Power from Africa
There are many voices in the European media, which say France is intervening in Mali for the sake of its energy supply. That is not surprising since 80% of France’s electricity is from nuclear power, and the region of West Africa is rich with uranium deposits.
Neighbouring Niger, which is the world’s fifth-largest uranium producer, accounts for 33% of France’s uranium supply, but that is set to rise. The French energy company Areva, which is mostly state-owned, is opening a new exploration site in Imouraren, about 300 kilometres from the Malian border. Areva has been calling for military protection of the uranium mines for a long time, but their requests have been rejected on the basis that elite soldiers could not be used permanently to safeguard economic interests.
Apart from the defence of the existing mines, France is interested in competing for the stocks of other resources. In March 2012, the Malian government under Amadou Toumani Touré had started to grant exploration rights in the country. The Authority for the Promotion of Oil Research in Mali (AUREP) was set up to divide the land into 29 regions, of which 20 are now available to foreign companies. Both international and Malian resource companies have been prospecting.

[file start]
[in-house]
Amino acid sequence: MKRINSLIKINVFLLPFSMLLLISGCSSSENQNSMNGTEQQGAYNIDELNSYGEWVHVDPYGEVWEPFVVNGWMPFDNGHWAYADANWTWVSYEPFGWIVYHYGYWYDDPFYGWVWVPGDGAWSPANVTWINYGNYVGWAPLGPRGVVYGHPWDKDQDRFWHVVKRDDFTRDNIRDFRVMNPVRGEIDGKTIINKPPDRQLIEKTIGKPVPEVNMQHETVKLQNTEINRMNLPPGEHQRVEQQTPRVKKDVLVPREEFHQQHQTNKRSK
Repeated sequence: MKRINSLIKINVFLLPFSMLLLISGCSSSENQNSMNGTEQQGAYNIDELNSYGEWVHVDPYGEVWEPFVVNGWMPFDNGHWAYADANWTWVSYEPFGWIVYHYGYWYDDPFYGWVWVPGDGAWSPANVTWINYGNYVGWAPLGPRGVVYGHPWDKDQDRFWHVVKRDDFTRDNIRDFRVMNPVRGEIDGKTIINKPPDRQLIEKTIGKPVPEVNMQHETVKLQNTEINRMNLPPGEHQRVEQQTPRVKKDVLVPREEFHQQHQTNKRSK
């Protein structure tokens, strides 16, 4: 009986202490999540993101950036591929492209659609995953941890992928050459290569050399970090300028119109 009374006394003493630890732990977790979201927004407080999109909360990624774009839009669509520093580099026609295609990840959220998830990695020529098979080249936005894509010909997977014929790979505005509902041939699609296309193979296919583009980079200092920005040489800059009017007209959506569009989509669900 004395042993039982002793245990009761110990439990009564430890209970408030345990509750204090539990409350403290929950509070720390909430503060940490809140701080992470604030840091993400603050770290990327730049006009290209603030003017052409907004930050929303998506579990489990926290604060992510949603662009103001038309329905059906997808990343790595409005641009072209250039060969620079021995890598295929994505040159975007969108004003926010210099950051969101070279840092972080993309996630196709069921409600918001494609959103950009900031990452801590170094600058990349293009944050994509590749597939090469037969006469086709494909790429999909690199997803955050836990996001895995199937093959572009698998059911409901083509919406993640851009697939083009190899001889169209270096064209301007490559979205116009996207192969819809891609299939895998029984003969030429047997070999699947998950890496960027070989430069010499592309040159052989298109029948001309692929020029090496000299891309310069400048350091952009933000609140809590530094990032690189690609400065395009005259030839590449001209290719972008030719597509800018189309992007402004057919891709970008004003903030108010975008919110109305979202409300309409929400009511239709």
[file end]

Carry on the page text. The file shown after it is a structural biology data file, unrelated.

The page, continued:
“This is why the interests of the United States are very similar to the French ones,” says Mehdi Taje from Strategic Security Centre for the Sahel and Sahara. They want to “secure the energy resources of the Sahel and deter rival powers such as China, Russia, India and, to a lesser extent, Brazil.” The main competitors are the Chinese, who have already received the permission to exploit oil in Niger 18 months ago.
“For the French, the time of the conquest of territories is already completed,” explains Taje. “France wants to strengthen its presence gently, but still strong enough to scare the Chinese.” In any case, it has to act carefully to avoid accusations of hegemony and neo-colonialism.
Read more at Mali: Why France is fighting for West Africa